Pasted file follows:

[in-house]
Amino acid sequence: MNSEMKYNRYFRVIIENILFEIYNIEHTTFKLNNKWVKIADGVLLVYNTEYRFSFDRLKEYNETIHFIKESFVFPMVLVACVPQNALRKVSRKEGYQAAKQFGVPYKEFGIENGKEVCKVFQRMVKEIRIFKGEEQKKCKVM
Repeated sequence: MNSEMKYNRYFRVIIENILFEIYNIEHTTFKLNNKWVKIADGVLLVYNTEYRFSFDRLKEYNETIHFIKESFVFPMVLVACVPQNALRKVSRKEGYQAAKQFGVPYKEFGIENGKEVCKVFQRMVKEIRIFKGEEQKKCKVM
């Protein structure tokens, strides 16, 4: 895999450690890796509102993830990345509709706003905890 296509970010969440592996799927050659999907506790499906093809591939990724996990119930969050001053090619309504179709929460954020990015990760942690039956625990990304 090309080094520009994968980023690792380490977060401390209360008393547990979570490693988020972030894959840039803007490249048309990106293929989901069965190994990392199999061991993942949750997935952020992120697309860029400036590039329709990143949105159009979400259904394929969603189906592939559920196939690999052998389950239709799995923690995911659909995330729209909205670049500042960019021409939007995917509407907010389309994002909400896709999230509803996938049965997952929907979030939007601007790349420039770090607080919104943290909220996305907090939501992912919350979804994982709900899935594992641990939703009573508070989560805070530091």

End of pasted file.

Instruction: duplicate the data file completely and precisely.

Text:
[in-house]
Amino acid sequence: MNSEMKYNRYFRVIIENILFEIYNIEHTTFKLNNKWVKIADGVLLVYNTEYRFSFDRLKEYNETIHFIKESFVFPMVLVACVPQNALRKVSRKEGYQAAKQFGVPYKEFGIENGKEVCKVFQRMVKEIRIFKGEEQKKCKVM
Repeated sequence: MNSEMKYNRYFRVIIENILFEIYNIEHTTFKLNNKWVKIADGVLLVYNTEYRFSFDRLKEYNETIHFIKESFVFPMVLVACVPQNALRKVSRKEGYQAAKQFGVPYKEFGIENGKEVCKVFQRMVKEIRIFKGEEQKKCKVM
């Protein structure tokens, strides 16, 4: 895999450690890796509102993830990345509709706003905890 296509970010969440592996799927050659999907506790499906093809591939990724996990119930969050001053090619309504179709929460954020990015990760942690039956625990990304 090309080094520009994968980023690792380490977060401390209360008393547990979570490693988020972030894959840039803007490249048309990106293929989901069965190994990392199999061991993942949750997935952020992120697309860029400036590039329709990143949105159009979400259904394929969603189906592939559920196939690999052998389950239709799995923690995911659909995330729209909205670049500042960019021409939007995917509407907010389309994002909400896709999230509803996938049965997952929907979030939007601007790349420039770090607080919104943290909220996305907090939501992912919350979804994982709900899935594992641990939703009573508070989560805070530091």